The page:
Staffing is the issue keeping NHS leaders awake at night – and which consumes two-thirds of trusts’ spending. The fortnightly The Ward Round newsletter, by HSJ workforce correspondent Annabelle Collins, ensures you are tuned in to the daily pressures on staff, and the wider trends and policies shaping the workforce.
Eyebrows were raised earlier this month when it emerged the Department of Health and Social Care is recruiting 100 nurses from Nepal, after the two governments reached a bilateral agreement.
The 15-month pilot scheme will see the nurses work at Hampshire Hospitals Foundation Trust, which runs services in Winchester, Basingstoke and Andover. It also saw Nepal move from the “red list” (a list of countries from which the NHS must not actively recruit) to the “amber list” (which includes countries where a specific recruitment agreement has been reached between governments).
The memorandum of understanding sets out that the Nepalese nurses can only work in Hampshire Hospitals and no other trust can carry out active recruitment in Nepal. It adds further “government-to-government” talks will be held on widening recruitment to other employers and other health workers.
The red-list was last amended in 2021, increasing the global market from which the NHS can recruit dramatically. The 152 prohibited countries were reduced to 47. This aligned more closely with the World Health Organisation’s code of practice.
However, discussing the agreement, the Nepalese press questioned why the government is sending registered nurses to work in the UK, when Nepal is suffering from its own shortages and does not meet the WHO recommended nurse-patient ratio. Needless to say, the impact and fallout from the coronavirus pandemic is still acutely felt in the country.
Of course, the situation is complicated. The red list means the NHS cannot actively recruit from a country deemed to be in shortage, but there is also the matter of free will; healthcare professionals are at liberty to decide where they want to live and work in the world.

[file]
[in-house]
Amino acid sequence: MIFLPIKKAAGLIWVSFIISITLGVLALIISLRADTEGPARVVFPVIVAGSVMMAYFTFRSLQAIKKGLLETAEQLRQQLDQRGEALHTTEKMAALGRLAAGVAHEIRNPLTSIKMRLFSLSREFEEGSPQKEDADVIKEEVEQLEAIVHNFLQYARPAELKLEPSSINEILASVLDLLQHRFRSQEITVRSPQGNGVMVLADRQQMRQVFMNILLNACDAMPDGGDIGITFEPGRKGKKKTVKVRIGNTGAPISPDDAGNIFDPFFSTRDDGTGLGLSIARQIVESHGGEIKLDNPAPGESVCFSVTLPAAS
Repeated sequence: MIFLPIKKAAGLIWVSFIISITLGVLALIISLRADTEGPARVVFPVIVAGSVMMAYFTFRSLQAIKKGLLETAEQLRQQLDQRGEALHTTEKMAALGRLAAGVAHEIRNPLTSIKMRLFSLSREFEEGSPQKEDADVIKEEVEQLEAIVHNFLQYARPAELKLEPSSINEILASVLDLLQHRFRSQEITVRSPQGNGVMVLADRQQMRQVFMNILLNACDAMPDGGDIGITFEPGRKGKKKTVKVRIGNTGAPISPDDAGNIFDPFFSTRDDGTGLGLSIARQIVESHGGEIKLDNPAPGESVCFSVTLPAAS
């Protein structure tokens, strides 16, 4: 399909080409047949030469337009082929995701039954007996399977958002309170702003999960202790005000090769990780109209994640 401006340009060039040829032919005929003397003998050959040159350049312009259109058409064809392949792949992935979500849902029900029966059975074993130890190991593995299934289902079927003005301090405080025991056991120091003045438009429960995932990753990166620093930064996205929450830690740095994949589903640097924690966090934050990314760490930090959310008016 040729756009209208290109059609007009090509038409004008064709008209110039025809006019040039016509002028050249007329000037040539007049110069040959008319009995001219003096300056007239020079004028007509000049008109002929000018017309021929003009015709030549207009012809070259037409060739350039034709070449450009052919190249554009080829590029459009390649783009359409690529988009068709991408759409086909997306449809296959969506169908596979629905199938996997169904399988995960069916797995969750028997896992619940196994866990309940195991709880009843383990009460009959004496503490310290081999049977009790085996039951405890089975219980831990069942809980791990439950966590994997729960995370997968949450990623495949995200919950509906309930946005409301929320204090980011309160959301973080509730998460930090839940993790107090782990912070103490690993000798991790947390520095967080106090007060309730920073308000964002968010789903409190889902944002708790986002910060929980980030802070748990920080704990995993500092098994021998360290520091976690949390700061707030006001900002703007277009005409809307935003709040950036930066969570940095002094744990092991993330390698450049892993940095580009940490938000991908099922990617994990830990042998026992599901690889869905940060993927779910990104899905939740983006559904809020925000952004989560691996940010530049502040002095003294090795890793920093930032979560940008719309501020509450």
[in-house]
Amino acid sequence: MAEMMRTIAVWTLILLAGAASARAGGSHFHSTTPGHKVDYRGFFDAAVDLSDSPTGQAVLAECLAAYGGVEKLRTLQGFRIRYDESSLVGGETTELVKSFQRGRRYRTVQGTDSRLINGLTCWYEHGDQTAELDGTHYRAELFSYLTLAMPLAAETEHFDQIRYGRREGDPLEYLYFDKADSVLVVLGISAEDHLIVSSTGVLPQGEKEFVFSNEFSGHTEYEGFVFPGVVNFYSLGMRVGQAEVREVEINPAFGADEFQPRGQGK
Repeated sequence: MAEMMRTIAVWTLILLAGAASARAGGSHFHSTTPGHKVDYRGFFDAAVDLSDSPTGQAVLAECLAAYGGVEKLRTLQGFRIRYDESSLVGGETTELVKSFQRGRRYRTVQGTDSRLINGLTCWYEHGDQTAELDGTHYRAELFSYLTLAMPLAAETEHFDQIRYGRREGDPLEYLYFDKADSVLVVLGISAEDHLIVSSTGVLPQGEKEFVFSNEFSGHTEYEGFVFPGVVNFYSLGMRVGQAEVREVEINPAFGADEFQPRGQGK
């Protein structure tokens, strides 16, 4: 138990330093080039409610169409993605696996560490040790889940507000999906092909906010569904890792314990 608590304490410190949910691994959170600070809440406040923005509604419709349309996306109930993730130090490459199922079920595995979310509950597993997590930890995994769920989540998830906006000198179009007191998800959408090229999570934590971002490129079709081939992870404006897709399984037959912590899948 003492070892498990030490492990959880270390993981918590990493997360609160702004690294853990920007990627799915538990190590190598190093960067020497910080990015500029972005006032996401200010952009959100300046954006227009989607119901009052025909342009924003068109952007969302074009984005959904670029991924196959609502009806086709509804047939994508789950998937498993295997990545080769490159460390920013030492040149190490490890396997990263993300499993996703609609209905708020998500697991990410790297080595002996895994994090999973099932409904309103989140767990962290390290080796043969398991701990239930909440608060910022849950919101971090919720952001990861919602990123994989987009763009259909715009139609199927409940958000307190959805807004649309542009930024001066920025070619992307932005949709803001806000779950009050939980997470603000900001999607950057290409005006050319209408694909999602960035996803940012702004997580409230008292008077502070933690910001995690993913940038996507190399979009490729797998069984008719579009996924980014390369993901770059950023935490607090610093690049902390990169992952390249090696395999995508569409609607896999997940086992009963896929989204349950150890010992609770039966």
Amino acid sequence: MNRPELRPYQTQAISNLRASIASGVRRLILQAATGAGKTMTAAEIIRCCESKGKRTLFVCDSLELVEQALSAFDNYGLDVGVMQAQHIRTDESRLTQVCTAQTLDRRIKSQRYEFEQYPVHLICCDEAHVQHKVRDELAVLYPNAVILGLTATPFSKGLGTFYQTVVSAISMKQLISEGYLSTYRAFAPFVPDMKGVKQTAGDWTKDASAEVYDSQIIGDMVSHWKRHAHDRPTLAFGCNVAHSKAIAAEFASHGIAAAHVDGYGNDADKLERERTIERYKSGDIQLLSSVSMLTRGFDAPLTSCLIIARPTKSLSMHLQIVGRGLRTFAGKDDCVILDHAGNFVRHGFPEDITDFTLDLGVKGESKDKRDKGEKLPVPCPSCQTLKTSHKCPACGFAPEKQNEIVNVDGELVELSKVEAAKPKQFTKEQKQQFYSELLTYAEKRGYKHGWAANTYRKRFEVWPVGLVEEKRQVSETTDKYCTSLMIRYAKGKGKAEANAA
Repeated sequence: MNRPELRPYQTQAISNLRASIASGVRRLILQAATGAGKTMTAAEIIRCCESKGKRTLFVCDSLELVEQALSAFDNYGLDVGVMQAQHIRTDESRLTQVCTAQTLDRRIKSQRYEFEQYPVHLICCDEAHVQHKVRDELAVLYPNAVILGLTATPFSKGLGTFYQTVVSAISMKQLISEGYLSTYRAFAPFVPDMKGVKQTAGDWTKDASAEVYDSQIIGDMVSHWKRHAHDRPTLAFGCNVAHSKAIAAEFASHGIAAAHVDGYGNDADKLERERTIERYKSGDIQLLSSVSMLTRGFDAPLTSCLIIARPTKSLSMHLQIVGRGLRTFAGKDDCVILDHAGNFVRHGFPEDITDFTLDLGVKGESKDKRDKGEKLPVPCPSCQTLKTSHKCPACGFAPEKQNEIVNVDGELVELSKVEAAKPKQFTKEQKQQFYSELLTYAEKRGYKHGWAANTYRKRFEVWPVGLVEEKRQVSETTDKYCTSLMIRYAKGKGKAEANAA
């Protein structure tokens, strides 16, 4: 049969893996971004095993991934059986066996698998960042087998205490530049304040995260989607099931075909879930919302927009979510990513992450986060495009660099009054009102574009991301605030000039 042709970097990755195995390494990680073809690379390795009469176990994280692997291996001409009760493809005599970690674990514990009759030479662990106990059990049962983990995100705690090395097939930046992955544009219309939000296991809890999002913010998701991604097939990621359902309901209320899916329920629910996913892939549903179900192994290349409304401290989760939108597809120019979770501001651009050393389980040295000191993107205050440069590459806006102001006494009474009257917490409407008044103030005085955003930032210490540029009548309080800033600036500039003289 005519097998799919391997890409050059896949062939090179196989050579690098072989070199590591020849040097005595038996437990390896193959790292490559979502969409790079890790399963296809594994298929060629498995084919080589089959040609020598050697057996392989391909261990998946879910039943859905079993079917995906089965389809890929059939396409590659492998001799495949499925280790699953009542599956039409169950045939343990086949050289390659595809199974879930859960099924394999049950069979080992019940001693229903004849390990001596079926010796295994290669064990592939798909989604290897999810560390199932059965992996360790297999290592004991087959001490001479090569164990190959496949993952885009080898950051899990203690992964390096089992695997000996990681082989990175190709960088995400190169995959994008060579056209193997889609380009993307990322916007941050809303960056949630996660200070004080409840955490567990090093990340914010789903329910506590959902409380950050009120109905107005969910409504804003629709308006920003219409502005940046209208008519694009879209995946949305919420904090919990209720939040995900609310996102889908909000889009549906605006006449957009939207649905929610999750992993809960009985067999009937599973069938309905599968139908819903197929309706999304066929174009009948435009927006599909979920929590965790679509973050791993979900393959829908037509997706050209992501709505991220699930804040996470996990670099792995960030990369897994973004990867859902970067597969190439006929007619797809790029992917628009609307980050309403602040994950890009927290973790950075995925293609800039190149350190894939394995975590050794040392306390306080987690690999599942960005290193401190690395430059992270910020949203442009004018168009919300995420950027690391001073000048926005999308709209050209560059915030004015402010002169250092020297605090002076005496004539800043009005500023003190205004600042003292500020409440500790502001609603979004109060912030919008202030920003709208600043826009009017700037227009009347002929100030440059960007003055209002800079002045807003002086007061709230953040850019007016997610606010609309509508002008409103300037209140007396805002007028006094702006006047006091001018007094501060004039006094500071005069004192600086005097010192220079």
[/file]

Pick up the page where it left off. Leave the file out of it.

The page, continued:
Lucina Rolewicz, researcher at The Nuffield Trust, said there has been “significant” recruitment from red-list countries. In the year to March 2022, 3,000 new joiners on the Nursing and Midwifery Council Register were from Nigeria and 800 from Ghana.
“More understanding of recruitment from red-list countries is needed, and it may be the case for the UK to consider compensation to those countries on the red list where it is clear that they continue to lose their home-grown clinical expertise to opportunities to work in the NHS,” she said.
Just in time for winter?
The Ward Round understands concern is felt among senior leaders and nursing directors about the heavy international focus in solving the NHS’s recruitment problems.
The NHS is in stiff competition with other Anglophone countries to attract overseas healthcare workers. With global healthcare worker shortages estimated by WHO to hit 18 million by 2030, how much longer can the NHS’s international recruitment safety net exist?
Although Ms Rolewicz agrees international recruitment works as a short-term plug, she stresses there is “much uncertainty” around how successful it can be in the longer-term, and warns the UK is becoming less competitive than the US and Australia, particularly when it comes to pay.
Not only does the NHS’s ability to recruit 50,000 more nurses by 2024 depend on “ramping up” international recruitment, the DHSC has pointed to it as a more immediate solution for the extreme pressures experienced in urgent and emergency care this winter.
A letter sent to NHS local leaders in mid-August set out that the NHS would “utilise international support for UEC recovery, identifying shortages of key roles and skills and targeting recruitment as such”.
Health secretary Steve Barclay has also set up an international recruitment taskforce to “drive up” international recruitment into critical roles and it has been reported there are plans for an “overseas hiring spree” for care workers using an online hub to match people abroad with UK employers who are short-staffed.
However, The Ward Round understands it could take a minimum of 12 weeks from interviewing a candidate to their arrival in the UK, so increasing international recruitment is not expected to have much of an impact before January.
The number of international staff in the NHS is at an all-time high. In the year to March 2022, 28 per cent of NHS joiners had a non-UK nationality and the government has decided recruiting yet more staff from abroad is still the answer. Meanwhile, the long-term workforce strategy for the NHS appears to have been kicked into the long grass.
Will a new health secretary change this direction of travel? Considering the Treasury’s reluctance to commit to any long-term workforce spending, it seems unlikely.